Oil prices were on a tear this week, riding a wave of strong supply-demand fundamentals and lingering geopolitical fears. All that the handful of OPEC and non-OPEC ministers gathering in the Saudi coastal city of Jeddah had to do was get out of the way, which they did
Front-month ICE Brent futures scaled a new 40-month peak to settle at $73.78 Thursday, while WTI had notched a high of $68.47 the previous day. Even the sour benchmark, Dubai, which trades at a discount to sweet crude, finished the week above the $70 psychological level, for the first time since 2014.
Shortly after oil bulls took cheer from the absence of any dovish signals from the six-member OPEC/non-OPEC Joint Ministerial Monitoring Committee meeting in Jeddah Friday, US President Donald Trump threw a wet blanket on them. “With record amounts of oil all over the place”, OPEC was keeping prices “artificially high”, he tweeted, adding that it “will not be accepted.”
Brent, which had briefly vaulted over $74/barrel after the JMMC, was back in the red compared with its Thursday’s settle. But it is hard to see what Trump could do to “not accept” the high prices (assuming he doesn’t agree with the free ride the US shale producers are getting due to the OPEC/non-OPEC cuts and hasn’t changed his mind about walking away from the Iran nuclear deal). US imposting tariffs on crude imports won’t serve the purpose and sanctions against 21 countries (Russia, Venezuela and Iran are already in that list) would probably have the opposite of the desired effect.
Irrespective of whether crude settles higher or lower on the day Friday, the Trump dampener is likely to be transitory, with fundamentals soon returning to the driver’s seat in oil. This week was relatively quiet on the geopolitical front, but all it needed was an across-the-board draw in US commercial oil stocks being reported for the previous week, for crude to resume its ascent.
Saudi Energy Minister Khalid al-Falih told the media in Jeddah that he believed OPEC and its allies should persist with their production cuts because OECD oil inventories are significantly above levels before 2014, when the world was hit by a wave of oversupply. Importantly, Russian Energy Minister Alexander Novak, also in Jeddah for the JMMC meeting, concurred with AlFalih’s assessment.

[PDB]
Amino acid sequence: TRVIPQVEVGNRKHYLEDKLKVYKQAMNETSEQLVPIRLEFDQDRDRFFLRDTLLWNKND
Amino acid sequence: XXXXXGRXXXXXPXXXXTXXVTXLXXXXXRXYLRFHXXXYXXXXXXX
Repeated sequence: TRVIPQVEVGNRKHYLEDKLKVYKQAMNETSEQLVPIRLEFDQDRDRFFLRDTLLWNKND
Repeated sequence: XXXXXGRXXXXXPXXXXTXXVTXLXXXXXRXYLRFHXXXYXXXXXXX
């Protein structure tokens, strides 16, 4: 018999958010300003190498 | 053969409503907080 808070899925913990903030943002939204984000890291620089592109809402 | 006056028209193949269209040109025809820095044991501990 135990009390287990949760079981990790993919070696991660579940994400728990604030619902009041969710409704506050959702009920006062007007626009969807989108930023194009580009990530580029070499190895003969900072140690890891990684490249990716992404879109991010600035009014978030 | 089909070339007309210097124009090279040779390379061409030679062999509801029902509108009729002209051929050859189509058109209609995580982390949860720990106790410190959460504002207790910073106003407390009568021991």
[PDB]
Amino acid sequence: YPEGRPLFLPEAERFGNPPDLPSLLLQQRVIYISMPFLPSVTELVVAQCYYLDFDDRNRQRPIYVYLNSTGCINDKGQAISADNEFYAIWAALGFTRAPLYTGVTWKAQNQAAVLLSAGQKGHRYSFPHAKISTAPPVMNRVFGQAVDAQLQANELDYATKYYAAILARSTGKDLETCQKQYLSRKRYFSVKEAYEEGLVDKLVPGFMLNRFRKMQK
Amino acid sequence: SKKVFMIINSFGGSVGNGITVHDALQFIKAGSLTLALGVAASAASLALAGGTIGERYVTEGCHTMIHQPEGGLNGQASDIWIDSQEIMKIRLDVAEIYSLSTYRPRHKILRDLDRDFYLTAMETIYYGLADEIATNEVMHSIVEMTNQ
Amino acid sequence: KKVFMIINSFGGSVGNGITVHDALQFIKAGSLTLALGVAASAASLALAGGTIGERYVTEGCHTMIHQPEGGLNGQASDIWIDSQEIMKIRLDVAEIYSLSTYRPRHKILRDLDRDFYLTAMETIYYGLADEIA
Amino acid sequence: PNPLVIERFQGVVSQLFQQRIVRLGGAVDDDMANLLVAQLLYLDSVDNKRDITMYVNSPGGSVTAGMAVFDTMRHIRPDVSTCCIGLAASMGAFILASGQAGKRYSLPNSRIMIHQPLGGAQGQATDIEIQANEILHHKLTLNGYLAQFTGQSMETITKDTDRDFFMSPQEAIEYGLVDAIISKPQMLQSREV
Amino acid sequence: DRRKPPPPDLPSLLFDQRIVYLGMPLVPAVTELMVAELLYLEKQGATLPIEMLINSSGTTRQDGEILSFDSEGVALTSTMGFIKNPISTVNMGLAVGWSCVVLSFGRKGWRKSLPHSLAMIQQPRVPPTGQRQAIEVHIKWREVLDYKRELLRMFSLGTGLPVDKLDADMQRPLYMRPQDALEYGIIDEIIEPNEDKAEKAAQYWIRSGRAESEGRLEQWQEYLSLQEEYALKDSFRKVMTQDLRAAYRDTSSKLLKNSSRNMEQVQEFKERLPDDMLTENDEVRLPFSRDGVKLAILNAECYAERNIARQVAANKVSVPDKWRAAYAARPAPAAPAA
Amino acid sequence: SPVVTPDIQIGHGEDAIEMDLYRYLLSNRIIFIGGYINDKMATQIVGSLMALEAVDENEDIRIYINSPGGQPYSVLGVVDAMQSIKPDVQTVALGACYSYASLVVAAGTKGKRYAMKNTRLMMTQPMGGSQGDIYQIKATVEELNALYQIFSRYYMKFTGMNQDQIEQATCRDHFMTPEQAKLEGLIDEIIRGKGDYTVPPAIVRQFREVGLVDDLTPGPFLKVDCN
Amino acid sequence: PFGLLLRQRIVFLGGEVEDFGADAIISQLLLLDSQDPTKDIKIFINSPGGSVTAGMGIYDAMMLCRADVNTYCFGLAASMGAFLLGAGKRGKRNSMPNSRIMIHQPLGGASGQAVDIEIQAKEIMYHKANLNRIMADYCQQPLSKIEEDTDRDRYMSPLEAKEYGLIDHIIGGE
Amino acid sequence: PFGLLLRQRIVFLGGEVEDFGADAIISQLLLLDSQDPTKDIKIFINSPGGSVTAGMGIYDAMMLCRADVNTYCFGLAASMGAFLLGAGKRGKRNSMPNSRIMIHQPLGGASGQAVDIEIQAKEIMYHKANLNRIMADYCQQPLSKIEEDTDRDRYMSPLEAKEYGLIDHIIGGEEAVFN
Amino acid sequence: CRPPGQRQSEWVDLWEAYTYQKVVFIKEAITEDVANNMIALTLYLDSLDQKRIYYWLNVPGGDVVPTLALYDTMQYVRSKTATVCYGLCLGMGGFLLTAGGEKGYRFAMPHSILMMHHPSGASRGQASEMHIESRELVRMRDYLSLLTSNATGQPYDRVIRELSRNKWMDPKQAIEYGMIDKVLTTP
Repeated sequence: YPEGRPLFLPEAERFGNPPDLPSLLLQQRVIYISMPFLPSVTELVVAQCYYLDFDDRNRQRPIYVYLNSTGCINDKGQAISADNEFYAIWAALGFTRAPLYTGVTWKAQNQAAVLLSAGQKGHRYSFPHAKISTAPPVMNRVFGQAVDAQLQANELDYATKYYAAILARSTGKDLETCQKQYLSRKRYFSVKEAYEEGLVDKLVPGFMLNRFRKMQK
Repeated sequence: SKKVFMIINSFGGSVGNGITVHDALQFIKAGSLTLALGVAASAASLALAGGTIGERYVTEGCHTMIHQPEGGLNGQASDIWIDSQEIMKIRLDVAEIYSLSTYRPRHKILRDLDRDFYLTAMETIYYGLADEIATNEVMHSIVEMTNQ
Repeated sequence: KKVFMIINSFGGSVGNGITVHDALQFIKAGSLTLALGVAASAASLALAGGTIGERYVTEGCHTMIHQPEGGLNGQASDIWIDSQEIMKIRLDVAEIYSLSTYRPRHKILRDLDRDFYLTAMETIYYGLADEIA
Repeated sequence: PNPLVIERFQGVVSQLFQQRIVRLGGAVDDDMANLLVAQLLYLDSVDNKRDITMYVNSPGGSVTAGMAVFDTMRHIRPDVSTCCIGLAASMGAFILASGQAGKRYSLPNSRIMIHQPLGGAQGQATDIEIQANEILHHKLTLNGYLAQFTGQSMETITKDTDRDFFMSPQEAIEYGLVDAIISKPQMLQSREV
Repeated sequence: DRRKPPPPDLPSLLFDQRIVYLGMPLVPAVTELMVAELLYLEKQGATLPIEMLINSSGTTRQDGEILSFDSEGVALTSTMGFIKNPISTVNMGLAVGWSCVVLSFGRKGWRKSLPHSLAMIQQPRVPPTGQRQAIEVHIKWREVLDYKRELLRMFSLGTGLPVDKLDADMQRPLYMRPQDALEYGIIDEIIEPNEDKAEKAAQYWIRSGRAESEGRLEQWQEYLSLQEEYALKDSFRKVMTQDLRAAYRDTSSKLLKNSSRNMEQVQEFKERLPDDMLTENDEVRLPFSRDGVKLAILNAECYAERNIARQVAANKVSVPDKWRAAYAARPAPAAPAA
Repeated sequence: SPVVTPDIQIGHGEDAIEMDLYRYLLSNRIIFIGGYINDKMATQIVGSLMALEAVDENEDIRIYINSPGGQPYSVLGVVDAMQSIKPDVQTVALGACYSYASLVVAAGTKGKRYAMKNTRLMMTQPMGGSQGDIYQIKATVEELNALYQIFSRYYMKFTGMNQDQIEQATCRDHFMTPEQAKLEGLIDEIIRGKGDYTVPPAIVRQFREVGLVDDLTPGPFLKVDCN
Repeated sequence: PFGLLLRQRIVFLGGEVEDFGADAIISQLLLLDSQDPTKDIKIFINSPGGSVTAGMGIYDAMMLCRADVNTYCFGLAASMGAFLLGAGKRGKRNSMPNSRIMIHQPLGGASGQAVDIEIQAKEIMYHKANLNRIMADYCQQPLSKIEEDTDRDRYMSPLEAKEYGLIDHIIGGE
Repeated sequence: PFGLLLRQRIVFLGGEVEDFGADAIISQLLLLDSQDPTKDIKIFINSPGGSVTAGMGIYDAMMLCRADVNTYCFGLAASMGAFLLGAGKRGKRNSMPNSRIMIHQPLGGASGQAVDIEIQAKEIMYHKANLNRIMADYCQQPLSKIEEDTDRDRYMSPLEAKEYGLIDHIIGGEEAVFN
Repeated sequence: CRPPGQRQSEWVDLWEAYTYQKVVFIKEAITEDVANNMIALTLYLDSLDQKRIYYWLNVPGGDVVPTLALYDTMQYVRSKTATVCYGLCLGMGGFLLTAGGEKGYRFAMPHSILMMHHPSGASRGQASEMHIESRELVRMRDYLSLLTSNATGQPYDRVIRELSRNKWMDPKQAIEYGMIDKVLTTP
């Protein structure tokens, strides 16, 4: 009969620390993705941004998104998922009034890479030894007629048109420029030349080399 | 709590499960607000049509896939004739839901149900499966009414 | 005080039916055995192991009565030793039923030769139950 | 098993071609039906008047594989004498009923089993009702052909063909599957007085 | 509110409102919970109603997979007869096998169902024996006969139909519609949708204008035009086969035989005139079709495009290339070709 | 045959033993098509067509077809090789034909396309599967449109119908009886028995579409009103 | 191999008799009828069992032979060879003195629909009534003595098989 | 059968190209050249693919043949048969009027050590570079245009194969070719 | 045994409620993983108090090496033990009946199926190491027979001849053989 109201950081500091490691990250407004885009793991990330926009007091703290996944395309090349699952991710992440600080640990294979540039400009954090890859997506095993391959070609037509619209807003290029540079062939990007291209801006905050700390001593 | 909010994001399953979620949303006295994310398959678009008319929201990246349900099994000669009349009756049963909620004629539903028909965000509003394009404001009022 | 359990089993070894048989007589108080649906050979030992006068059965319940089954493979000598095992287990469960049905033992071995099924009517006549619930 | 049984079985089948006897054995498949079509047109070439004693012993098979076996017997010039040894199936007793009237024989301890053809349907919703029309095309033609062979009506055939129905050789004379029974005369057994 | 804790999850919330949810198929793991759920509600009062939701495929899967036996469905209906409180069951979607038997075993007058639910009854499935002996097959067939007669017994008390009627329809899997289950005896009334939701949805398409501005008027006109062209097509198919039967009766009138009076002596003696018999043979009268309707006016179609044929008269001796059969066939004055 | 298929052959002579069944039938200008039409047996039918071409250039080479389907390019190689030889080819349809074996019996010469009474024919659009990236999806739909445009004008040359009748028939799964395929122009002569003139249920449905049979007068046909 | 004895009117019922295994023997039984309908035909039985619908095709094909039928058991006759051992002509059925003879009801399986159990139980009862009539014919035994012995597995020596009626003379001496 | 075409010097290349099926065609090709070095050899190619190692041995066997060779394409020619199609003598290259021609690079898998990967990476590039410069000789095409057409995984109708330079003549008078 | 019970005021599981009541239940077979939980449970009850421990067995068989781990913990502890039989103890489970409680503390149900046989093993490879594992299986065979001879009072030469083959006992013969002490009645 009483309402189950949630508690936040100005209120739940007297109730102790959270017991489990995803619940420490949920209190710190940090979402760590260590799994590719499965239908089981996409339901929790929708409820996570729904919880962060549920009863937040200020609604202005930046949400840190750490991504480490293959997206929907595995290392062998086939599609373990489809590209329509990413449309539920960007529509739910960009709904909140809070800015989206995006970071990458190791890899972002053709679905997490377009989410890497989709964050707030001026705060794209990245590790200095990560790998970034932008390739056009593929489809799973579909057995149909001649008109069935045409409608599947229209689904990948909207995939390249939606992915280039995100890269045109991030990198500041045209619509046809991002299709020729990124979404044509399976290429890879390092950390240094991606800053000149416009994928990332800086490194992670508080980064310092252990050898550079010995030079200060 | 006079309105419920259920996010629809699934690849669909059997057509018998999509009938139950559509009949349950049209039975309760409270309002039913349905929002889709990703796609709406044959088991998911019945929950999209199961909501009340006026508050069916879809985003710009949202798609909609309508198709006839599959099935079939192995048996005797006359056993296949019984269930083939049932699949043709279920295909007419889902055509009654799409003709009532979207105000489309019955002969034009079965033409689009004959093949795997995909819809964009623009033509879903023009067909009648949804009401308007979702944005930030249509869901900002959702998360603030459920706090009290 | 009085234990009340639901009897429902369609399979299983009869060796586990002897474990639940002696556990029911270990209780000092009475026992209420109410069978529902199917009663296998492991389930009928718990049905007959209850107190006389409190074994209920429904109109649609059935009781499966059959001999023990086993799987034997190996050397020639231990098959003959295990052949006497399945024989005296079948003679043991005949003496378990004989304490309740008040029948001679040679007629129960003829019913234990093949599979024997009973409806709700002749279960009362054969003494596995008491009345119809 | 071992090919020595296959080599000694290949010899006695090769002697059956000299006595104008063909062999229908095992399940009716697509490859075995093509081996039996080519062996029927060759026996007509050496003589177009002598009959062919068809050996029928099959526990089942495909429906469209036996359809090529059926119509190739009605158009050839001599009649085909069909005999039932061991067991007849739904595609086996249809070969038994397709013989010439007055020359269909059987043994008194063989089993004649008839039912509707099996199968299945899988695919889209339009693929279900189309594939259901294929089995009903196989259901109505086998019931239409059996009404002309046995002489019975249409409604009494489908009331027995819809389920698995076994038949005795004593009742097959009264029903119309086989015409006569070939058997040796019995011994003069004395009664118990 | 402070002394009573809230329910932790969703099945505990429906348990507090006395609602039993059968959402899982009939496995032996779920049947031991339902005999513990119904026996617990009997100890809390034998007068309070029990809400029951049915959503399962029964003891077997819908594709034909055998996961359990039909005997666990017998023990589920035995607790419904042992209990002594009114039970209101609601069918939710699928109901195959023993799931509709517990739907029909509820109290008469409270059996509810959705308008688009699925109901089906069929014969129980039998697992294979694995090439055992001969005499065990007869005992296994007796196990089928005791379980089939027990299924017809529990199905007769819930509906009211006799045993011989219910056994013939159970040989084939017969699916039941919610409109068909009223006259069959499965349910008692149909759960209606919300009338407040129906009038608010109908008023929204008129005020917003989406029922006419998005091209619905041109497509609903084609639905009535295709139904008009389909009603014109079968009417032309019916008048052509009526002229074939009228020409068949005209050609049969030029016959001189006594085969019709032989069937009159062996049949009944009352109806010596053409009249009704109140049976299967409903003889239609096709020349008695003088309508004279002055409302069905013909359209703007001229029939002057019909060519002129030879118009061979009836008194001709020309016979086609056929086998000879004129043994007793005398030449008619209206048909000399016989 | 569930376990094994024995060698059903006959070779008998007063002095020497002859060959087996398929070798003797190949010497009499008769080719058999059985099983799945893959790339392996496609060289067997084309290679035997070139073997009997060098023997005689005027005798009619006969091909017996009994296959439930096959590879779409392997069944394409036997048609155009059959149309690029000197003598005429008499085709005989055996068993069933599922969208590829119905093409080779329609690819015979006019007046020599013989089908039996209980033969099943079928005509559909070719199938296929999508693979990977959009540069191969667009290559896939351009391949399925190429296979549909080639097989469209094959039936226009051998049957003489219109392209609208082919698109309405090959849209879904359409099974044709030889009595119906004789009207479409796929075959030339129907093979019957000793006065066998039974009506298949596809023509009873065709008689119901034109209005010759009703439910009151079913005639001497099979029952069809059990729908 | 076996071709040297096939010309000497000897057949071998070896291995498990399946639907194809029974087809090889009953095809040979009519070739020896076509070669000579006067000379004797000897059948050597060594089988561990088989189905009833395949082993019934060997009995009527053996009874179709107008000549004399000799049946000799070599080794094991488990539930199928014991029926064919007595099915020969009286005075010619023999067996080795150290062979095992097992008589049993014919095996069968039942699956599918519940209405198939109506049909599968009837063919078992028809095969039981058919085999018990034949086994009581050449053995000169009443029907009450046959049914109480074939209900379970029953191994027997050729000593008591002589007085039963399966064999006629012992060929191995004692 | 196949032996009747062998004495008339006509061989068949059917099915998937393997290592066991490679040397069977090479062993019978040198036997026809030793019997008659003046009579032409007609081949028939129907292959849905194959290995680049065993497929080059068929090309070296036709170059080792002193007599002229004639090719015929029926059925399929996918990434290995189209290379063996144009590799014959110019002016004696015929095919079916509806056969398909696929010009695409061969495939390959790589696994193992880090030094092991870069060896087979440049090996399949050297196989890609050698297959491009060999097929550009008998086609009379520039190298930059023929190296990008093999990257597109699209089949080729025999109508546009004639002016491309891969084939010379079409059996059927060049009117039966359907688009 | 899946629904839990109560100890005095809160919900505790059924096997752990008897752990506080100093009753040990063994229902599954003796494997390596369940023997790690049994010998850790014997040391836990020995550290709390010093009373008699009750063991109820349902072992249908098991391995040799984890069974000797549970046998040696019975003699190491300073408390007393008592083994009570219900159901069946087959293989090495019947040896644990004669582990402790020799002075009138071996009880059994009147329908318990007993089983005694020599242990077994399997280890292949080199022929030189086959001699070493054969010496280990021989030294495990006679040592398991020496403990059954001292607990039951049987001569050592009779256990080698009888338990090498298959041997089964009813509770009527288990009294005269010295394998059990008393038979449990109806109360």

Any revision to the OPEC/non-OPEC producers’ current goal of draining the inventories to their five-year average is to be discussed at the June 22 ministerial meeting. Some ministers have suggested in recent months that the target be tightened to a seven-year average, which would mean continued production restraints to mop up more more barrels from storage.
The long-term Saudi-Russian collaboration, discussed between the respective ministers in Jeddah, is work in progress.
OPEC and its Saudi leadership have turned distinctly hawkish of late and the outcome of the Jeddah meeting should lay any doubts on that count to rest.
We now expect OPEC to move its inventory goalpost at the June meeting and telegraph that to the market in the intervening weeks. That sets the stage for rolling over the cuts beyond December. The only spanner in the works could be the May 12 US decision on Iran sanctions. If it produces a crude spike to $80 or beyond and appears set to crimp Iran supplies, OPEC will have to go back to the drawing board.
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In its latest Short-Term Energy Outlook, the U.S. Energy Information Administration (EIA) forecasts that natural gas-fired electricity generation in the United States will increase by 6% in 2019 and by 2% in 2020. EIA also forecasts that generation from wind power will increase by 6% in 2019 and by 14% in 2020. These trends vary widely among the regions of the country; growth in natural gas generation is highest in the mid-Atlantic region and growth in wind generation is highest in Texas. EIA expects coal-fired electricity generation to decline nationwide, falling by 15% in 2019 and by 9% in 2020.
The trends in projected generation reflect changes in the mix of generating capacity. In the mid-Atlantic region, which is mostly in the PJM Interconnection transmission area, the electricity industry has added more than 12 gigawatts (GW) of new natural gas-fired generating capacity since the beginning of 2018, an increase of 17%.
This new natural gas capacity in PJM has replaced some coal-fired generating capacity—6 GW of coal-fired generation capacity has been retired in that region since the beginning of 2018. The Oyster Creek nuclear power plant in New Jersey was also retired in 2018, and the Three Mile Island plant in Pennsylvania plans to shut down its last remaining reactor this month.